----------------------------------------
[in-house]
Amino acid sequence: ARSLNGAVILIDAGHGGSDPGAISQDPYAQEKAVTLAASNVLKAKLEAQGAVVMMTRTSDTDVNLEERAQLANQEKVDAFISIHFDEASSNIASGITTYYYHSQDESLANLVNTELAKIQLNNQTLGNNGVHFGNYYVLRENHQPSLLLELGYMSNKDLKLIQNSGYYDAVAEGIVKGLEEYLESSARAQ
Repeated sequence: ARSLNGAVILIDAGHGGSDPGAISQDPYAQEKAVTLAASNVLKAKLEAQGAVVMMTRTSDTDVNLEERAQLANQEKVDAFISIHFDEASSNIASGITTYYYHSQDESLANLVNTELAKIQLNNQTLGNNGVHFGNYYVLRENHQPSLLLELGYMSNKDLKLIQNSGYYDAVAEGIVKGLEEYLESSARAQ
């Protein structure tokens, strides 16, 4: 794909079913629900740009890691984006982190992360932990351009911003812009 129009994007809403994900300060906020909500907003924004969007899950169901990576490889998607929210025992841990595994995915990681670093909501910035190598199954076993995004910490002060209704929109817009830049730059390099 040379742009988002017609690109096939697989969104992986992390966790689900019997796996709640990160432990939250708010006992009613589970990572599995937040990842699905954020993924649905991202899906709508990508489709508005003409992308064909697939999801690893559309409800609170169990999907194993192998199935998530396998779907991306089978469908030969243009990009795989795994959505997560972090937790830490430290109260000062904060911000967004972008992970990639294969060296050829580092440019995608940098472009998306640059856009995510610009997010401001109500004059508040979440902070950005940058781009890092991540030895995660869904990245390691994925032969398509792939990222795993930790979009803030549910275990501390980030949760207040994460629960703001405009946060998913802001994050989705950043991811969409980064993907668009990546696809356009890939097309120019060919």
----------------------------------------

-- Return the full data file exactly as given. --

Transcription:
[in-house]
Amino acid sequence: ARSLNGAVILIDAGHGGSDPGAISQDPYAQEKAVTLAASNVLKAKLEAQGAVVMMTRTSDTDVNLEERAQLANQEKVDAFISIHFDEASSNIASGITTYYYHSQDESLANLVNTELAKIQLNNQTLGNNGVHFGNYYVLRENHQPSLLLELGYMSNKDLKLIQNSGYYDAVAEGIVKGLEEYLESSARAQ
Repeated sequence: ARSLNGAVILIDAGHGGSDPGAISQDPYAQEKAVTLAASNVLKAKLEAQGAVVMMTRTSDTDVNLEERAQLANQEKVDAFISIHFDEASSNIASGITTYYYHSQDESLANLVNTELAKIQLNNQTLGNNGVHFGNYYVLRENHQPSLLLELGYMSNKDLKLIQNSGYYDAVAEGIVKGLEEYLESSARAQ
């Protein structure tokens, strides 16, 4: 794909079913629900740009890691984006982190992360932990351009911003812009 129009994007809403994900300060906020909500907003924004969007899950169901990576490889998607929210025992841990595994995915990681670093909501910035190598199954076993995004910490002060209704929109817009830049730059390099 040379742009988002017609690109096939697989969104992986992390966790689900019997796996709640990160432990939250708010006992009613589970990572599995937040990842699905954020993924649905991202899906709508990508489709508005003409992308064909697939999801690893559309409800609170169990999907194993192998199935998530396998779907991306089978469908030969243009990009795989795994959505997560972090937790830490430290109260000062904060911000967004972008992970990639294969060296050829580092440019995608940098472009998306640059856009995510610009997010401001109500004059508040979440902070950005940058781009890092991540030895995660869904990245390691994925032969398509792939990222795993930790979009803030549910275990501390980030949760207040994460629960703001405009946060998913802001994050989705950043991811969409980064993907668009990546696809356009890939097309120019060919």